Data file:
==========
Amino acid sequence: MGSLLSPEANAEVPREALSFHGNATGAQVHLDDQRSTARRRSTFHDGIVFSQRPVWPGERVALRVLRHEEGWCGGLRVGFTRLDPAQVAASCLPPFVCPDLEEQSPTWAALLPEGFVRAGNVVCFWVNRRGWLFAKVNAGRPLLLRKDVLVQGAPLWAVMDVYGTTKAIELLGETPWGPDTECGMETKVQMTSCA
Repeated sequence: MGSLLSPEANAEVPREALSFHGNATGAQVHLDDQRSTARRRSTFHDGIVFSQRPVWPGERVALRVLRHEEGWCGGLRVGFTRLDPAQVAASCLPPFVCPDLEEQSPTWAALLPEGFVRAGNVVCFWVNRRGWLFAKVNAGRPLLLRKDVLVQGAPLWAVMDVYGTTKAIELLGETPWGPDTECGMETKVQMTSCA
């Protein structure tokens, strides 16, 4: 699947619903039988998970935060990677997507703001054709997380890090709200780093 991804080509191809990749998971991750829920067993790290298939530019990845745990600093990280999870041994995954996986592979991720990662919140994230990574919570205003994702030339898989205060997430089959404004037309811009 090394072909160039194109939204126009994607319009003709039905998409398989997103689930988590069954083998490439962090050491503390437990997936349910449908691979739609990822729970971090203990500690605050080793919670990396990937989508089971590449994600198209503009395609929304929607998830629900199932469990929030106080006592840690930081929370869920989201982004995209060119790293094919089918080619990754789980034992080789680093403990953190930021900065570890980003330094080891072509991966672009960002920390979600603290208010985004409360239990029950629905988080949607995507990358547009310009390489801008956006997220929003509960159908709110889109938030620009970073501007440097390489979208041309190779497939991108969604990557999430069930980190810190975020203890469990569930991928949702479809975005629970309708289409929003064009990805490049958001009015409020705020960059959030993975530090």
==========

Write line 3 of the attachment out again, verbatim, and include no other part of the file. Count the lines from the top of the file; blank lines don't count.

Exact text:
């Protein structure tokens, strides 16, 4: 699947619903039988998970935060990677997507703001054709997380890090709200780093 991804080509191809990749998971991750829920067993790290298939530019990845745990600093990280999870041994995954996986592979991720990662919140994230990574919570205003994702030339898989205060997430089959404004037309811009 090394072909160039194109939204126009994607319009003709039905998409398989997103689930988590069954083998490439962090050491503390437990997936349910449908691979739609990822729970971090203990500690605050080793919670990396990937989508089971590449994600198209503009395609929304929607998830629900199932469990929030106080006592840690930081929370869920989201982004995209060119790293094919089918080619990754789980034992080789680093403990953190930021900065570890980003330094080891072509991966672009960002920390979600603290208010985004409360239990029950629905988080949607995507990358547009310009390489801008956006997220929003509960159908709110889109938030620009970073501007440097390489979208041309190779497939991108969604990557999430069930980190810190975020203890469990569930991928949702479809975005629970309708289409929003064009990805490049958001009015409020705020960059959030993975530090």